D+12 (16 November 1981):
Operation Daisy came to a virtual standstill, as Battle Group 61 spent the day at Mupa, resting and repairing vehicles. An attack was planned against the North-East Front and Northern Front Headquarters for the following day, and to this end reconnaissance teams were deployed from 201 Battalion (on 15 Nov) and 32 Battalion to establish the precise locations of SWAPO's North-East Front and Northern Front Headquarters.
The ground forces requested the following Aircraft support of the planned operations for the following day:
- 5 x Alouette Gunships
- 1 x Alouette Trooper
- 2 x Pumas
- 1 x Bosbok on request at Ondangwa
- Impala's on stand-by at Ondangwa
D+13 (17 November 1981):
The attack by Battle Group 61 and 201 Battalion against the suspected North-East Front and Northern Front Headquarters failed to make contact with the enemy, who apparently fled the day before after a PB (local population) had sighted the Reconnaissance groups.
As a result the Impalas on standby at Ondangwa were not used. The only flying done during the day were reconnaissance sweeps by the four Alouettes at Commandant Foote's disposal, and two Bosbok Telstar/Spotter missions flown from Ondangwa to the target area.
In the late afternoon Commandant Foote and the remaining ASO ALPHA and BRAVO personnel flew out to Ondangwa with the two Pumas and three Alouettes, leaving the Buffel drivers to bring out the rest of the equipment with the ground forces convoy which was due to move out of Angola the following day. At this stage, therefore, Operation Daisy came to an end as far as the Air Force was concerned.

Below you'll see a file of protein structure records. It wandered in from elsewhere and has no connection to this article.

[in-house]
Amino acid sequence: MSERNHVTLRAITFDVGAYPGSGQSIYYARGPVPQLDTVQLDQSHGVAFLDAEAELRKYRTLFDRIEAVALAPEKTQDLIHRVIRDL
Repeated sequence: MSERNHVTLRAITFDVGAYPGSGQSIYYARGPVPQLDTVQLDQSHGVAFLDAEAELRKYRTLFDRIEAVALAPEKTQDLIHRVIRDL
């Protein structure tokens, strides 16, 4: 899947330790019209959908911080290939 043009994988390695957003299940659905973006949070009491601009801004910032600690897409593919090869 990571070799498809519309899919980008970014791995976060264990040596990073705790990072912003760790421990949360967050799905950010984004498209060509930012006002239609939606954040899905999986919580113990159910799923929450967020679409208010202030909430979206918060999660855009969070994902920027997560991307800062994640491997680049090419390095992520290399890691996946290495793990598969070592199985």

The operation was gradually wound down and the last of the ground forces withdrew on 20 November 1981.
During the Debrief Meeting held on 25 November 1981, the following issues were highlighted as SOME of the main causes of the many failures of Operation Daisy:
- In terms of Security:
- While the advance of Battle Group 61 from the Cut Line to the Assembly Area was not compromised, the Reconnaissance Commando operators deployed at the target claimed that they could hear the mechanised force from as far off as 30 kilometres. Planning and experience had limited this distance to 12 to 15 kilometres, which should have allowed SWAPO only between 1 to 2 hours to evacuate.
- 201 Battalion’s route via Kalavi, Mulola, Chifufua, Nova Lidondo, Chingangando and Onguluma had led to a number of premature contacts, firstly on D-1 at Kalavi, which had probably been reported by VHF radio to the Military Command Post. On D-day, the Command Post reported to their higher headquarters at Lubango that the battalion was moving north.
- The trooping of the three Parachute companies were detected by SWAPO, and the Military Command Post was relocated from its original position.
- The planes that dropped the reconnaissance teams were reported to the Command Post at 08h20 on 2 November (D-2) which were then relayed to Lubango at 08h32 on 4 November (D-Day). During the night of D-1 a reconnaissance team had a brief contact at the target area when the team was hailed but could not respond with the password. It was unknown how SWAPO interpreted this.